M·CAM has been at the forefront of calling into sharp focus a global critical financial infrastructure challenge created by current capital market failures and by events catalyzed by Basel II implementation in 2008. While lost on most of the market as another annoyance of regulatory zealots, Basel II provides a vehicle to highlight the transition of economies – away from the gold-, energy-, industrial-standard economies of the last century to the knowledge and information oligopolies of the present century. Given the market’s profound lack of visibility into the asset classes underpinning the emerging economic reality – namely, the ability to insulate business, for a period of time, with rent-controlled pricing premium afforded by intangible asset monopolies or oligopolies – we have unprecedented access and experience to the actuarial basis for risk rating and financially engineering investment products which arbitrage market ignorance and build asymmetric financial opportunities. M·CAM believes that the greatest finance business opportunity before us is the convergence of a capital market “perfect storm” in about 2008. It is M·CAM’s relentless objective to not only be ready for this global realignment but, more importantly, to be positioned to respond to market panic in a level-headed, commercially advantageous manner. To do so, time, careful strategic partner selection, and unflagging execution serve as our clarion call.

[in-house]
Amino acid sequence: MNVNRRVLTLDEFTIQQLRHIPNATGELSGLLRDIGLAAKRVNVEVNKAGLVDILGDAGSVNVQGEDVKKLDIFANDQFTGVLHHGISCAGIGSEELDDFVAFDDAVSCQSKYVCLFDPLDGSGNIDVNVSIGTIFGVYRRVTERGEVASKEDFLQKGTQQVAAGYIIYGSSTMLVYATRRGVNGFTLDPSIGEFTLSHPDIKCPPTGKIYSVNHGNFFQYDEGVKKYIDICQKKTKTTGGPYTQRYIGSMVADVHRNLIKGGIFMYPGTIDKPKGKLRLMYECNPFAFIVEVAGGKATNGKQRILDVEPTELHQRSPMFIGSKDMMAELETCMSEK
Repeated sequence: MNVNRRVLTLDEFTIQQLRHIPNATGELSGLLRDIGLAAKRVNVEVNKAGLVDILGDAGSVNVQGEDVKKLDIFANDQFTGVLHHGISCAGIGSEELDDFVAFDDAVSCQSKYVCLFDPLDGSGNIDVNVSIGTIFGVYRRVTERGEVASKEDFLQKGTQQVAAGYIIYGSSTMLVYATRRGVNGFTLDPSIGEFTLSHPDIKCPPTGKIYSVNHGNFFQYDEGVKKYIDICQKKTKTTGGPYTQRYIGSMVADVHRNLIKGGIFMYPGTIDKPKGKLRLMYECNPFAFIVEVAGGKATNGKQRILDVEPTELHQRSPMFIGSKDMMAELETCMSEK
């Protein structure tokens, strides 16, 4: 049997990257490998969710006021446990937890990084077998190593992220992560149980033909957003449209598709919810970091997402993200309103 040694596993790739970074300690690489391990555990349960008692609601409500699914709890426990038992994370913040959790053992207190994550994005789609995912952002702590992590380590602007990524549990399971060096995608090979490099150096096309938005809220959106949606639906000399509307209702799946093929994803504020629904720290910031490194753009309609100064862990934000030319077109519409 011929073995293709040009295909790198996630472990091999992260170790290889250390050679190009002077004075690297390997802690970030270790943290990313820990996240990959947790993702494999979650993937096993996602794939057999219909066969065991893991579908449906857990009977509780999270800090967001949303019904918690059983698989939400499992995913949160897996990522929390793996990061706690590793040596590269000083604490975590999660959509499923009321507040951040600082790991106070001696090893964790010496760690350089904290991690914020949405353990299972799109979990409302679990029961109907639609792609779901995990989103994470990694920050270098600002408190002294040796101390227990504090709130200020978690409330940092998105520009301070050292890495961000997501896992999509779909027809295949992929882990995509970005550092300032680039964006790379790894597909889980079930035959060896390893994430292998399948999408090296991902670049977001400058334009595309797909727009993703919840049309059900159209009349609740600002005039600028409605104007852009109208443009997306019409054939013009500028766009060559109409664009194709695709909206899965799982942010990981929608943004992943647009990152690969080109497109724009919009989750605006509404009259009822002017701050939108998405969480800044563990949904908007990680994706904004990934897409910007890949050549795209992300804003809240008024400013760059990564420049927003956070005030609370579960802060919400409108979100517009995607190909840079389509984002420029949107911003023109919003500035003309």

We all are acutely aware of the divorce of tangible assets (and their concomitant collateral utility) from the enterprise values upon which regulated banking and securities transactions extend capital to commercial and sovereign concerns. For the past 20 years, international currency and banking oversight authorities have grown increasingly concerned that emotions – as opposed to substance – support most “market value” in today’s commercial capital extension.